Figure 2: (courtesy of NASA/JPL-Caltech/UMD) shows the initial ejecta that resulted when NASA's Deep Impact probe collided with comet Tempel 1 at 10:52 p.m. Pacific time, July 3 (1:52 a.m. Eastern time, July 4)
NASA had several goals for the Deep Impact mission:
- Navigate the Deep Impact probe to collide with a deep-space comet
- Excavate material from the comet’s frozen nucleus
- Transmit back to earth the thousands of photographs and related data necessary for scientific study
- Determine the origins of the comet, and in so doing, the universe itself
This mission timeline was tight. The target comet, Tempel 1, discovered in 1867, only orbits the sun at its closest access point to Earth every five and a half years (Figure 3). Further, the comet’s nucleus is only the size of the District of Columbia, which sounds huge at first; for engineers accustomed to only landing spacecraft on the moon or Mars, though, Tempel 1 was literally only a blip on the radar screen.
Figure 3: The orbit of Comet Tempel 1 - The target comet, Tempel 1, discovered in 1867, only orbits the sun at its closest access point to Earth every five and a half years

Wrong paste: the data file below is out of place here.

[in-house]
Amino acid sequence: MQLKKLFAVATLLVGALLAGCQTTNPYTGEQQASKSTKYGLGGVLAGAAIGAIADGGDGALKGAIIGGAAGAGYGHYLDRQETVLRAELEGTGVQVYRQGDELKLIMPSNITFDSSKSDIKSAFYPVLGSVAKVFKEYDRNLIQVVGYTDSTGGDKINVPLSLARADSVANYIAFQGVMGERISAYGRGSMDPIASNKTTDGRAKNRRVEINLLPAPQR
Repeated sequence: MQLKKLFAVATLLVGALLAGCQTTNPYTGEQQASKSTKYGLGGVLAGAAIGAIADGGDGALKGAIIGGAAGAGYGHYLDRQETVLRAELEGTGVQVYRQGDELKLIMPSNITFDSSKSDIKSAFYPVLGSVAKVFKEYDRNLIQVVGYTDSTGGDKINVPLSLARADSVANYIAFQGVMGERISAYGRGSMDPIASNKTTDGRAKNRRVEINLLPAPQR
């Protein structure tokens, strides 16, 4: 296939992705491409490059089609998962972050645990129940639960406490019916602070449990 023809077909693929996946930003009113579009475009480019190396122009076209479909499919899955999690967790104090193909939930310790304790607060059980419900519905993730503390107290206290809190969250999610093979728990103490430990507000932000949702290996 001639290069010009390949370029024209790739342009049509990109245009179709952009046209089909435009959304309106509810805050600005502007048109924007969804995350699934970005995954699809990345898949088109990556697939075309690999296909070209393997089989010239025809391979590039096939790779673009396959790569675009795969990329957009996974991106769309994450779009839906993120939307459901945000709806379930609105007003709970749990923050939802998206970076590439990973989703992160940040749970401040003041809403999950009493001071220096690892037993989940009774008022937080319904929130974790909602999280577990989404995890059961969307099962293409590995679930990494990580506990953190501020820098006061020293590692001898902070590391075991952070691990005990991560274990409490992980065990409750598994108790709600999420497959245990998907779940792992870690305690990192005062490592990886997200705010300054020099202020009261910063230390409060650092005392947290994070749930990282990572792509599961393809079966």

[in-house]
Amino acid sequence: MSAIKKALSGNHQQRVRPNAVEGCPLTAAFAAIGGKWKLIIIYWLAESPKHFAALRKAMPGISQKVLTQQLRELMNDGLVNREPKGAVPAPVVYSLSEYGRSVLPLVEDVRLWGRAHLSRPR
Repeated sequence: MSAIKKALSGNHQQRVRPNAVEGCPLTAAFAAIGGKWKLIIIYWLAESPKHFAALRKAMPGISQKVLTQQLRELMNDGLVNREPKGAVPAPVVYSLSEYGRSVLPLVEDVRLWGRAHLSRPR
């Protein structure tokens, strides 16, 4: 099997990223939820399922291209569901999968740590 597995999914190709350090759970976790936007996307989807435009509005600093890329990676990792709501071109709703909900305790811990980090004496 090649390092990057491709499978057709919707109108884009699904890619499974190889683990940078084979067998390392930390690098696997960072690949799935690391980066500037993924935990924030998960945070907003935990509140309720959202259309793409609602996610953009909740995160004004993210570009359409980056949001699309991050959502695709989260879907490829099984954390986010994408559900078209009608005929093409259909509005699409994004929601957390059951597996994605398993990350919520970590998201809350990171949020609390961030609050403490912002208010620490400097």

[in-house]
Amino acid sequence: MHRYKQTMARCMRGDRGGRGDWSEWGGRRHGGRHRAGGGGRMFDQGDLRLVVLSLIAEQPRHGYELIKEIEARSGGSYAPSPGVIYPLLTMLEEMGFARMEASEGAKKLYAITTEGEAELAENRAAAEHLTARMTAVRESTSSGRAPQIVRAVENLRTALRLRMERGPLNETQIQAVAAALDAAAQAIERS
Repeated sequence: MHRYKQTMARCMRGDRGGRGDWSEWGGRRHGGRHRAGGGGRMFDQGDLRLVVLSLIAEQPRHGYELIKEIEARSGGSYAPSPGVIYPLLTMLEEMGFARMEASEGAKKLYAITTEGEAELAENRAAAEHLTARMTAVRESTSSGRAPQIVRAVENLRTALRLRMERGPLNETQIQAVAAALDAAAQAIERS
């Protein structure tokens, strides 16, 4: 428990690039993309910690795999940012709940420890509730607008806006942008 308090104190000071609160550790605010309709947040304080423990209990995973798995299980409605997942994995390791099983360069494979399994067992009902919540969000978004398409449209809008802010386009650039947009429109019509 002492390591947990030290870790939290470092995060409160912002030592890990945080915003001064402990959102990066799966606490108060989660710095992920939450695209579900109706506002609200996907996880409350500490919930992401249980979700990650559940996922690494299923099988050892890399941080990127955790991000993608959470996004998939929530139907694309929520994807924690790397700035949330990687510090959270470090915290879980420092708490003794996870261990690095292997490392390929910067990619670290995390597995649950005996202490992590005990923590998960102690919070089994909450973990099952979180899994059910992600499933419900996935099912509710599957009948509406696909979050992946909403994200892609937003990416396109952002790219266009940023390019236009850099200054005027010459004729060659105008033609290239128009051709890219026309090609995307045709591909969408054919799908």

Hardware challenges and solutions
Other challenges for the Ball Aerospace team included the design of a dual-vehicle spacecraft capable of carrying the required instruments into space and then separating into a surviving craft and a subcraft that would actually impact Tempel 1 (see Figure 4). Providing power for this system depended on deployment of solar arrays to convert sunlight into electrical energy, but that required almost an hour since the panels couldn’t be deployed until the craft was beyond the Earth’s atmosphere. For that hour, the craft’s batteries had to support all the electronics onboard, deploying the antennas to their full extent before running out. As well, the processor used had to be able to withstand space radiation while still running commercial software.